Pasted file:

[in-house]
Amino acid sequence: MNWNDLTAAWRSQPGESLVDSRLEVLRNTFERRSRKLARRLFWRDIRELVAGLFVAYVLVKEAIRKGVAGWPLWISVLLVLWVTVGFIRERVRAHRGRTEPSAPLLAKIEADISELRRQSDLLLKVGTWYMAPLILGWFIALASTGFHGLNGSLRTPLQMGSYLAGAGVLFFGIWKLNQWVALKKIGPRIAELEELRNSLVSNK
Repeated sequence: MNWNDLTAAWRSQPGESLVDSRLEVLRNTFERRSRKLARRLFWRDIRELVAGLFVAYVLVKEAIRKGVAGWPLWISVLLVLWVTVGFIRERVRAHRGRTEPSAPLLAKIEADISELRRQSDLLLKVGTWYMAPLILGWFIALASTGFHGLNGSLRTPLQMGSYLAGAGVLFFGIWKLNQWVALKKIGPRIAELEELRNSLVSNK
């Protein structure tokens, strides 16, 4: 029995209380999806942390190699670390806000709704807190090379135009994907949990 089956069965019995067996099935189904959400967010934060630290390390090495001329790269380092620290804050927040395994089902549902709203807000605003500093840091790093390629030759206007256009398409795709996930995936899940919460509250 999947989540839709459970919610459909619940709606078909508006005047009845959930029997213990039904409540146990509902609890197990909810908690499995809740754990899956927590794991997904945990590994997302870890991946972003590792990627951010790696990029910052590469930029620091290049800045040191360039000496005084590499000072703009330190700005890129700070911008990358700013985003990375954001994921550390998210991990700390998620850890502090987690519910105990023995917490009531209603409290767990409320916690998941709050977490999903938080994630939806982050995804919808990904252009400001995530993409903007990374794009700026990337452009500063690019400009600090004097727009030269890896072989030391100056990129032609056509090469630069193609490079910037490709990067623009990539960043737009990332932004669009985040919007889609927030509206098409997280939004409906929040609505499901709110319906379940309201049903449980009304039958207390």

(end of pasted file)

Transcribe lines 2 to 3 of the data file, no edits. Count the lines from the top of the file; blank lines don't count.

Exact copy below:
Amino acid sequence: MNWNDLTAAWRSQPGESLVDSRLEVLRNTFERRSRKLARRLFWRDIRELVAGLFVAYVLVKEAIRKGVAGWPLWISVLLVLWVTVGFIRERVRAHRGRTEPSAPLLAKIEADISELRRQSDLLLKVGTWYMAPLILGWFIALASTGFHGLNGSLRTPLQMGSYLAGAGVLFFGIWKLNQWVALKKIGPRIAELEELRNSLVSNK
Repeated sequence: MNWNDLTAAWRSQPGESLVDSRLEVLRNTFERRSRKLARRLFWRDIRELVAGLFVAYVLVKEAIRKGVAGWPLWISVLLVLWVTVGFIRERVRAHRGRTEPSAPLLAKIEADISELRRQSDLLLKVGTWYMAPLILGWFIALASTGFHGLNGSLRTPLQMGSYLAGAGVLFFGIWKLNQWVALKKIGPRIAELEELRNSLVSNK